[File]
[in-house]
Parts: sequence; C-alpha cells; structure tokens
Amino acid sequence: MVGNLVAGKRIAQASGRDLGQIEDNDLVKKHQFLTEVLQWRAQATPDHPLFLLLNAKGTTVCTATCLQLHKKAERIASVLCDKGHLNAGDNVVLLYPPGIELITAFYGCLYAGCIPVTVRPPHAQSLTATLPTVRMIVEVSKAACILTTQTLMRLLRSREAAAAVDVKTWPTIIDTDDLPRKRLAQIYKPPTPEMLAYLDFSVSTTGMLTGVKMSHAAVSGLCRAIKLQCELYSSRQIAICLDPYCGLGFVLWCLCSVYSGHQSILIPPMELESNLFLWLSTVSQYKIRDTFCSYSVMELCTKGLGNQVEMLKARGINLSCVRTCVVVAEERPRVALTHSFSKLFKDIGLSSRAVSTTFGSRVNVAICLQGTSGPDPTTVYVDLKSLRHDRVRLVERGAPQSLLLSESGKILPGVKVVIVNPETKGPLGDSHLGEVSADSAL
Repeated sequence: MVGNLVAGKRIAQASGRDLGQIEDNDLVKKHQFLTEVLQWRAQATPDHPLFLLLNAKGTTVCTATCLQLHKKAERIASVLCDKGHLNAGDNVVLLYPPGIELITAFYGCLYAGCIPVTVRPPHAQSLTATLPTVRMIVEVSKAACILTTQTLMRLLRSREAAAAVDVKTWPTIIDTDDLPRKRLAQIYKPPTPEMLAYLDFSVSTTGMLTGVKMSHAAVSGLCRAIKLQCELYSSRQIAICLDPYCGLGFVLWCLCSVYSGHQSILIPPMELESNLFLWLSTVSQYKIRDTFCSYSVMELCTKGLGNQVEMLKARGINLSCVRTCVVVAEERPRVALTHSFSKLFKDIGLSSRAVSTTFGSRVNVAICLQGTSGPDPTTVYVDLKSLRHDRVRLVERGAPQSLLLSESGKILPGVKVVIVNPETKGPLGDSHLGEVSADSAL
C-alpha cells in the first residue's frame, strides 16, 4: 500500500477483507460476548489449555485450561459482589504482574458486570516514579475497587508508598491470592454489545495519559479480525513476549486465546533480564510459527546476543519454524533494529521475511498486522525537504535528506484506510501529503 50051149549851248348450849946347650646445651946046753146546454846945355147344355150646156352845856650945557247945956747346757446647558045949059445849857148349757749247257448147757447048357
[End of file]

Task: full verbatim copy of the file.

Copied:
[in-house]
Parts: sequence; C-alpha cells; structure tokens
Amino acid sequence: MVGNLVAGKRIAQASGRDLGQIEDNDLVKKHQFLTEVLQWRAQATPDHPLFLLLNAKGTTVCTATCLQLHKKAERIASVLCDKGHLNAGDNVVLLYPPGIELITAFYGCLYAGCIPVTVRPPHAQSLTATLPTVRMIVEVSKAACILTTQTLMRLLRSREAAAAVDVKTWPTIIDTDDLPRKRLAQIYKPPTPEMLAYLDFSVSTTGMLTGVKMSHAAVSGLCRAIKLQCELYSSRQIAICLDPYCGLGFVLWCLCSVYSGHQSILIPPMELESNLFLWLSTVSQYKIRDTFCSYSVMELCTKGLGNQVEMLKARGINLSCVRTCVVVAEERPRVALTHSFSKLFKDIGLSSRAVSTTFGSRVNVAICLQGTSGPDPTTVYVDLKSLRHDRVRLVERGAPQSLLLSESGKILPGVKVVIVNPETKGPLGDSHLGEVSADSAL
Repeated sequence: MVGNLVAGKRIAQASGRDLGQIEDNDLVKKHQFLTEVLQWRAQATPDHPLFLLLNAKGTTVCTATCLQLHKKAERIASVLCDKGHLNAGDNVVLLYPPGIELITAFYGCLYAGCIPVTVRPPHAQSLTATLPTVRMIVEVSKAACILTTQTLMRLLRSREAAAAVDVKTWPTIIDTDDLPRKRLAQIYKPPTPEMLAYLDFSVSTTGMLTGVKMSHAAVSGLCRAIKLQCELYSSRQIAICLDPYCGLGFVLWCLCSVYSGHQSILIPPMELESNLFLWLSTVSQYKIRDTFCSYSVMELCTKGLGNQVEMLKARGINLSCVRTCVVVAEERPRVALTHSFSKLFKDIGLSSRAVSTTFGSRVNVAICLQGTSGPDPTTVYVDLKSLRHDRVRLVERGAPQSLLLSESGKILPGVKVVIVNPETKGPLGDSHLGEVSADSAL
C-alpha cells in the first residue's frame, strides 16, 4: 500500500477483507460476548489449555485450561459482589504482574458486570516514579475497587508508598491470592454489545495519559479480525513476549486465546533480564510459527546476543519454524533494529521475511498486522525537504535528506484506510501529503 50051149549851248348450849946347650646445651946046753146546454846945355147344355150646156352845856650945557247945956747346757446647558045949059445849857148349757749247257448147757447048357